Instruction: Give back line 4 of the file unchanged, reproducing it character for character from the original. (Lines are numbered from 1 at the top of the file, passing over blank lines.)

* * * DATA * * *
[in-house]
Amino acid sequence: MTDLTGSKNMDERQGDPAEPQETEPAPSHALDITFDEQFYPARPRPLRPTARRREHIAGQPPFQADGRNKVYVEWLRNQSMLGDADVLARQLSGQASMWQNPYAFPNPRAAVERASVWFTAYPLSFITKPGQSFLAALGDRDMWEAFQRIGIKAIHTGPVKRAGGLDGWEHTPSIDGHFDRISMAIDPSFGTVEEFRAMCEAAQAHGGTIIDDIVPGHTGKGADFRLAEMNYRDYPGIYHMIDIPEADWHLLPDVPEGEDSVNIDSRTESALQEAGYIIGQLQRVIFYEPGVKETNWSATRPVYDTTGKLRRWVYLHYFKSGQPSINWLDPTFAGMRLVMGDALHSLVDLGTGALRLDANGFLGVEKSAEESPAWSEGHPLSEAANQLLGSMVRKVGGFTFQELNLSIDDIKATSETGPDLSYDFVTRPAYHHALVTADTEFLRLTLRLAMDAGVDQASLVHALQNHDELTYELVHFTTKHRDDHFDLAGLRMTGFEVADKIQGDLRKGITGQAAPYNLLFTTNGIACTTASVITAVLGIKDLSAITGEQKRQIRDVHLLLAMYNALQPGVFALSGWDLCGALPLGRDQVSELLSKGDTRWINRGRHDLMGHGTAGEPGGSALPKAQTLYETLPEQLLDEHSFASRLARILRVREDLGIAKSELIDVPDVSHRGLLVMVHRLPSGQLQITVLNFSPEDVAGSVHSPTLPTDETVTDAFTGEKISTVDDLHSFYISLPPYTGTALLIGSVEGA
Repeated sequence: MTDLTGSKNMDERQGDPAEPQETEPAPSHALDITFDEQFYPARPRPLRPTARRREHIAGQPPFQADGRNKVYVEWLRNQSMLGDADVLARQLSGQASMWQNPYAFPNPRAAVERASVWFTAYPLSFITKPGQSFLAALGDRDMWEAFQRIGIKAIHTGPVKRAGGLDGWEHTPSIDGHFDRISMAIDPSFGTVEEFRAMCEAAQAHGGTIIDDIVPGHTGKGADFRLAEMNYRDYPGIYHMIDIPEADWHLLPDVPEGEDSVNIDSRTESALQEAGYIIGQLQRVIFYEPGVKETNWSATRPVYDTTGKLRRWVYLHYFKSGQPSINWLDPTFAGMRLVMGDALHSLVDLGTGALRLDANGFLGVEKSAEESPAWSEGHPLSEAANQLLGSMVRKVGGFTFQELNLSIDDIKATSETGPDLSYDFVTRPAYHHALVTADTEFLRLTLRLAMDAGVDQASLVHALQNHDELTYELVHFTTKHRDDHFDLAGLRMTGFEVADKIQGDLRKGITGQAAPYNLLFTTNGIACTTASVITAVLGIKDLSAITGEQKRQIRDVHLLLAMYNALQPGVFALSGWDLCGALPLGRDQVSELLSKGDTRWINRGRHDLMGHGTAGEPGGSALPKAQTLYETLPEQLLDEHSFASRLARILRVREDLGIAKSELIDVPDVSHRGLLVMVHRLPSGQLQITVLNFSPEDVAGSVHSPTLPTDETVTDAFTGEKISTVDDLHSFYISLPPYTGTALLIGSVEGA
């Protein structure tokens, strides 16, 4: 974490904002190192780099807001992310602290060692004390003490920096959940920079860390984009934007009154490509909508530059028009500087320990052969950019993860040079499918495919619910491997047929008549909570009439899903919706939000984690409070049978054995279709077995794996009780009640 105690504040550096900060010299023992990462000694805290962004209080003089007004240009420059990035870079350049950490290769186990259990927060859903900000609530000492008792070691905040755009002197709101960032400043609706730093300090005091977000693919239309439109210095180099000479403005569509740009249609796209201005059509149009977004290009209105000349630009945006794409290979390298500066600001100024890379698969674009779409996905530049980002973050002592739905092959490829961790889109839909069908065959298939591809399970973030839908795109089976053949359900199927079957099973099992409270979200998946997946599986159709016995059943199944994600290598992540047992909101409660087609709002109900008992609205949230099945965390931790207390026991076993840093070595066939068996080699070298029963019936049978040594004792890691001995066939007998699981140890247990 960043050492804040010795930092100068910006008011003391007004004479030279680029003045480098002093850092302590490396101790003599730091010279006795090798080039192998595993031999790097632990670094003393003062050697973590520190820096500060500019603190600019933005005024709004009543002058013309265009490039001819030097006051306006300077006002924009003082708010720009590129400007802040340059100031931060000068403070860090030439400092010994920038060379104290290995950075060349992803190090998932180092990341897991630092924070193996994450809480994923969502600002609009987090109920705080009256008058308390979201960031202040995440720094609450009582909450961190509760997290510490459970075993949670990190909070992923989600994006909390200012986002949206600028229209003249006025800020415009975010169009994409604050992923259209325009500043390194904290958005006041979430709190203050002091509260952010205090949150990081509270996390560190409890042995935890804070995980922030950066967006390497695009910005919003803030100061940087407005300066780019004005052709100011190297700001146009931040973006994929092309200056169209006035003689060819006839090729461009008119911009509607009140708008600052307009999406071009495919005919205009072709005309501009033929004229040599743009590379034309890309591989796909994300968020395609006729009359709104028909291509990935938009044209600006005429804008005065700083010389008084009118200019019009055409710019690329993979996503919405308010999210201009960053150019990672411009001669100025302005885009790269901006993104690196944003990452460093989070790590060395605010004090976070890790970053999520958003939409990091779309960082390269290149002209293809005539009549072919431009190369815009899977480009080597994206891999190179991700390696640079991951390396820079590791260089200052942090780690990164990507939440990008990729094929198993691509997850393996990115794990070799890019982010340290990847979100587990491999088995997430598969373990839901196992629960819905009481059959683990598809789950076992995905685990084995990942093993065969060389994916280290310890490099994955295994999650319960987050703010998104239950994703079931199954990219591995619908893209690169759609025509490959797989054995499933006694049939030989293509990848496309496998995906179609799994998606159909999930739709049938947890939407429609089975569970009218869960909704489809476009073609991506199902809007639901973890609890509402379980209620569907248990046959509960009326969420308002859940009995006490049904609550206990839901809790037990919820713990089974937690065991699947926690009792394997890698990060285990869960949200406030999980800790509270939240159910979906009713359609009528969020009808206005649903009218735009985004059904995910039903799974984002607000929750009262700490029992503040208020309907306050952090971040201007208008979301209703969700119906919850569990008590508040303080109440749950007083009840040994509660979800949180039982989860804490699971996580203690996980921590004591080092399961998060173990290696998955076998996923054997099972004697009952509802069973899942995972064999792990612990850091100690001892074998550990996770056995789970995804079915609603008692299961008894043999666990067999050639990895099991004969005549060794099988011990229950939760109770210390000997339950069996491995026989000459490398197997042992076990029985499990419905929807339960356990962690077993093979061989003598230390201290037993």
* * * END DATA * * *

């Protein structure tokens, strides 16, 4: 974490904002190192780099807001992310602290060692004390003490920096959940920079860390984009934007009154490509909508530059028009500087320990052969950019993860040079499918495919619910491997047929008549909570009439899903919706939000984690409070049978054995279709077995794996009780009640 105690504040550096900060010299023992990462000694805290962004209080003089007004240009420059990035870079350049950490290769186990259990927060859903900000609530000492008792070691905040755009002197709101960032400043609706730093300090005091977000693919239309439109210095180099000479403005569509740009249609796209201005059509149009977004290009209105000349630009945006794409290979390298500066600001100024890379698969674009779409996905530049980002973050002592739905092959490829961790889109839909069908065959298939591809399970973030839908795109089976053949359900199927079957099973099992409270979200998946997946599986159709016995059943199944994600290598992540047992909101409660087609709002109900008992609205949230099945965390931790207390026991076993840093070595066939068996080699070298029963019936049978040594004792890691001995066939007998699981140890247990 960043050492804040010795930092100068910006008011003391007004004479030279680029003045480098002093850092302590490396101790003599730091010279006795090798080039192998595993031999790097632990670094003393003062050697973590520190820096500060500019603190600019933005005024709004009543002058013309265009490039001819030097006051306006300077006002924009003082708010720009590129400007802040340059100031931060000068403070860090030439400092010994920038060379104290290995950075060349992803190090998932180092990341897991630092924070193996994450809480994923969502600002609009987090109920705080009256008058308390979201960031202040995440720094609450009582909450961190509760997290510490459970075993949670990190909070992923989600994006909390200012986002949206600028229209003249006025800020415009975010169009994409604050992923259209325009500043390194904290958005006041979430709190203050002091509260952010205090949150990081509270996390560190409890042995935890804070995980922030950066967006390497695009910005919003803030100061940087407005300066780019004005052709100011190297700001146009931040973006994929092309200056169209006035003689060819006839090729461009008119911009509607009140708008600052307009999406071009495919005919205009072709005309501009033929004229040599743009590379034309890309591989796909994300968020395609006729009359709104028909291509990935938009044209600006005429804008005065700083010389008084009118200019019009055409710019690329993979996503919405308010999210201009960053150019990672411009001669100025302005885009790269901006993104690196944003990452460093989070790590060395605010004090976070890790970053999520958003939409990091779309960082390269290149002209293809005539009549072919431009190369815009899977480009080597994206891999190179991700390696640079991951390396820079590791260089200052942090780690990164990507939440990008990729094929198993691509997850393996990115794990070799890019982010340290990847979100587990491999088995997430598969373990839901196992629960819905009481059959683990598809789950076992995905685990084995990942093993065969060389994916280290310890490099994955295994999650319960987050703010998104239950994703079931199954990219591995619908893209690169759609025509490959797989054995499933006694049939030989293509990848496309496998995906179609799994998606159909999930739709049938947890939407429609089975569970009218869960909704489809476009073609991506199902809007639901973890609890509402379980209620569907248990046959509960009326969420308002859940009995006490049904609550206990839901809790037990919820713990089974937690065991699947926690009792394997890698990060285990869960949200406030999980800790509270939240159910979906009713359609009528969020009808206005649903009218735009985004059904995910039903799974984002607000929750009262700490029992503040208020309907306050952090971040201007208008979301209703969700119906919850569990008590508040303080109440749950007083009840040994509660979800949180039982989860804490699971996580203690996980921590004591080092399961998060173990290696998955076998996923054997099972004697009952509802069973899942995972064999792990612990850091100690001892074998550990996770056995789970995804079915609603008692299961008894043999666990067999050639990895099991004969005549060794099988011990229950939760109770210390000997339950069996491995026989000459490398197997042992076990029985499990419905929807339960356990962690077993093979061989003598230390201290037993």